Meaning of “foolish” in the English Dictionary

"foolish" in British English

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uk /ˈfuː.lɪʃ/ us /ˈfuː.lɪʃ/

B2 unwise, stupid, or not showing good judgment:

That was a rather foolish thing to do.
She was afraid that she would look foolish if she refused.
It was foolish of them to pay so much.

More examples

  • I felt very foolish standing there with only one shoe on.
  • You were very foolish to go out in a boat in weather like this.
  • It would be foolish to give up your job when you haven't got any other source of income.
  • I was foolish to buy such an expensive piece of equipment without checking that we really needed it.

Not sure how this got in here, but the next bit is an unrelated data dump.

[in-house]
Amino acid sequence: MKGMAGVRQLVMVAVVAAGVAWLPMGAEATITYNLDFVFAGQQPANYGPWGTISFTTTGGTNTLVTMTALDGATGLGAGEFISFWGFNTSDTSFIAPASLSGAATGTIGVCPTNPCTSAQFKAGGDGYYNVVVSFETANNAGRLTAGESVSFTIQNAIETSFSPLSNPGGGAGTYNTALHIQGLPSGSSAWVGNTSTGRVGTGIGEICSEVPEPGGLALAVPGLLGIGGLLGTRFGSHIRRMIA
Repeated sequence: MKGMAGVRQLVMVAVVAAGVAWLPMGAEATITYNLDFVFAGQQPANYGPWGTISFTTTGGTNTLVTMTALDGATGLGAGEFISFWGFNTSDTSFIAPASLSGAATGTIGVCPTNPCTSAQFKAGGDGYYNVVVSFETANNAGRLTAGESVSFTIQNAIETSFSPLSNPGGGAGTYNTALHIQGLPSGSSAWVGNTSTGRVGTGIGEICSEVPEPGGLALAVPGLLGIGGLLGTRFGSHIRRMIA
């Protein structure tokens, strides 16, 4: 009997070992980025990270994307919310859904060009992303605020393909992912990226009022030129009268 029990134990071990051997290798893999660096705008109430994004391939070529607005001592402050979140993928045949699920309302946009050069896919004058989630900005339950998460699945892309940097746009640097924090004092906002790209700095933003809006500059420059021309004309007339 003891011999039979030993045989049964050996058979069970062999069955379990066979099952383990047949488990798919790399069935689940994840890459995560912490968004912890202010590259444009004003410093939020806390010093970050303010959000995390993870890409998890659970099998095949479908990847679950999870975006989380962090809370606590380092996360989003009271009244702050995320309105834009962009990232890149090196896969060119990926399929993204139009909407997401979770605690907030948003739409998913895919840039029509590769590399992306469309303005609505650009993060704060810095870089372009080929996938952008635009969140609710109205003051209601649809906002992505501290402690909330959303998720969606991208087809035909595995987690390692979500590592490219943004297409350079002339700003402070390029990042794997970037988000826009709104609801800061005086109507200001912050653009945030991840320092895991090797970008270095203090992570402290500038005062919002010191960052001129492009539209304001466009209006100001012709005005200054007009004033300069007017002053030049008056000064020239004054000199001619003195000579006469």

• He made a foolish bet with his brother and now he has to pay up.
adverb uk /ˈfuː.lɪʃ.li/ us /ˈfuː.lɪʃ.li/


Foolishly, I didn't write the phone number down.
noun [ U ] uk /ˈfuː.lɪʃ.nəs/ us /ˈfuː.lɪʃ.nəs/

(Definition of “foolish” from the Cambridge Advanced Learner’s Dictionary & Thesaurus © Cambridge University Press)

"foolish" in American English

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us /ˈfu·lɪʃ/

stupid or unwise:

She was afraid that she would look foolish if she refused to go along with her friends.
It would be foolish of us to assume that everything will work out fine.
adverb us /ˈfu·lɪʃ·li/

I would just like to know that my taxes are not being foolishly spent.
noun [ U ] us /ˈfu·lɪʃ·nəs/

My father was not one to tolerate foolishness.

(Definition of “foolish” from the Cambridge Academic Content Dictionary © Cambridge University Press)